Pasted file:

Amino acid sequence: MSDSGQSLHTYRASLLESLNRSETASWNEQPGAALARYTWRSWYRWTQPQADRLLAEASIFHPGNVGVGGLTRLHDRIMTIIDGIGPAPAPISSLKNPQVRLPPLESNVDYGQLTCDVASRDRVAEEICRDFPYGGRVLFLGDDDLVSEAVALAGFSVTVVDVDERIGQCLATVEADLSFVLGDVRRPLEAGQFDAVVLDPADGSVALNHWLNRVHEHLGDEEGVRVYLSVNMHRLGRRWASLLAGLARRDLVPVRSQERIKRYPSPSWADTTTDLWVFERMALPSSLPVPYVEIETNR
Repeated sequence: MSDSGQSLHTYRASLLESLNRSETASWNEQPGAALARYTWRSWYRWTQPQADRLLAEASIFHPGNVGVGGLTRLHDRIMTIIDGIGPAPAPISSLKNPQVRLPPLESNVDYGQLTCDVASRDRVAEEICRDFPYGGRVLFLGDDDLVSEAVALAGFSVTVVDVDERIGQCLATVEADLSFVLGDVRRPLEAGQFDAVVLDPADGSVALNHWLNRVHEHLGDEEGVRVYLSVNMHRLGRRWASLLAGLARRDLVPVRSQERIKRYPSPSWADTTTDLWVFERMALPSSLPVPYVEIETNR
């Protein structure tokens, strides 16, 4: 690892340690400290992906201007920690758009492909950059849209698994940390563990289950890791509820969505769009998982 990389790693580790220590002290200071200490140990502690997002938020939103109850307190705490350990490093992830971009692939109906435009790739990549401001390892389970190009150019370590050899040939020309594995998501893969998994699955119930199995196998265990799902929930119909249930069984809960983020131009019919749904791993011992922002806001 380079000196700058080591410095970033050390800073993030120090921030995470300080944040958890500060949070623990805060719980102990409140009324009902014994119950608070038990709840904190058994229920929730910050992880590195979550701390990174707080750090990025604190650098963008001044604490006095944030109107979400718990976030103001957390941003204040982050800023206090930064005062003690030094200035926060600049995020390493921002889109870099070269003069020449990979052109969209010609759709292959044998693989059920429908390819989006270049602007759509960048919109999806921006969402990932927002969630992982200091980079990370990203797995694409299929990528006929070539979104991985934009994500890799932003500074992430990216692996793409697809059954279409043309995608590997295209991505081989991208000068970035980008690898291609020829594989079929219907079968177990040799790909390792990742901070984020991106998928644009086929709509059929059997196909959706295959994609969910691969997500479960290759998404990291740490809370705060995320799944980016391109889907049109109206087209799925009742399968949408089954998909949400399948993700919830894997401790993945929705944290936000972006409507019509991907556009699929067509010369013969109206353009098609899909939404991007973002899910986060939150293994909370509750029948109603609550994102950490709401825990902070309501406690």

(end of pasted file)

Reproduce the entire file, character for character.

Amino acid sequence: MSDSGQSLHTYRASLLESLNRSETASWNEQPGAALARYTWRSWYRWTQPQADRLLAEASIFHPGNVGVGGLTRLHDRIMTIIDGIGPAPAPISSLKNPQVRLPPLESNVDYGQLTCDVASRDRVAEEICRDFPYGGRVLFLGDDDLVSEAVALAGFSVTVVDVDERIGQCLATVEADLSFVLGDVRRPLEAGQFDAVVLDPADGSVALNHWLNRVHEHLGDEEGVRVYLSVNMHRLGRRWASLLAGLARRDLVPVRSQERIKRYPSPSWADTTTDLWVFERMALPSSLPVPYVEIETNR
Repeated sequence: MSDSGQSLHTYRASLLESLNRSETASWNEQPGAALARYTWRSWYRWTQPQADRLLAEASIFHPGNVGVGGLTRLHDRIMTIIDGIGPAPAPISSLKNPQVRLPPLESNVDYGQLTCDVASRDRVAEEICRDFPYGGRVLFLGDDDLVSEAVALAGFSVTVVDVDERIGQCLATVEADLSFVLGDVRRPLEAGQFDAVVLDPADGSVALNHWLNRVHEHLGDEEGVRVYLSVNMHRLGRRWASLLAGLARRDLVPVRSQERIKRYPSPSWADTTTDLWVFERMALPSSLPVPYVEIETNR
């Protein structure tokens, strides 16, 4: 690892340690400290992906201007920690758009492909950059849209698994940390563990289950890791509820969505769009998982 990389790693580790220590002290200071200490140990502690997002938020939103109850307190705490350990490093992830971009692939109906435009790739990549401001390892389970190009150019370590050899040939020309594995998501893969998994699955119930199995196998265990799902929930119909249930069984809960983020131009019919749904791993011992922002806001 380079000196700058080591410095970033050390800073993030120090921030995470300080944040958890500060949070623990805060719980102990409140009324009902014994119950608070038990709840904190058994229920929730910050992880590195979550701390990174707080750090990025604190650098963008001044604490006095944030109107979400718990976030103001957390941003204040982050800023206090930064005062003690030094200035926060600049995020390493921002889109870099070269003069020449990979052109969209010609759709292959044998693989059920429908390819989006270049602007759509960048919109999806921006969402990932927002969630992982200091980079990370990203797995694409299929990528006929070539979104991985934009994500890799932003500074992430990216692996793409697809059954279409043309995608590997295209991505081989991208000068970035980008690898291609020829594989079929219907079968177990040799790909390792990742901070984020991106998928644009086929709509059929059997196909959706295959994609969910691969997500479960290759998404990291740490809370705060995320799944980016391109889907049109109206087209799925009742399968949408089954998909949400399948993700919830894997401790993945929705944290936000972006409507019509991907556009699929067509010369013969109206353009098609899909939404991007973002899910986060939150293994909370509750029948109603609550994102950490709401825990902070309501406690």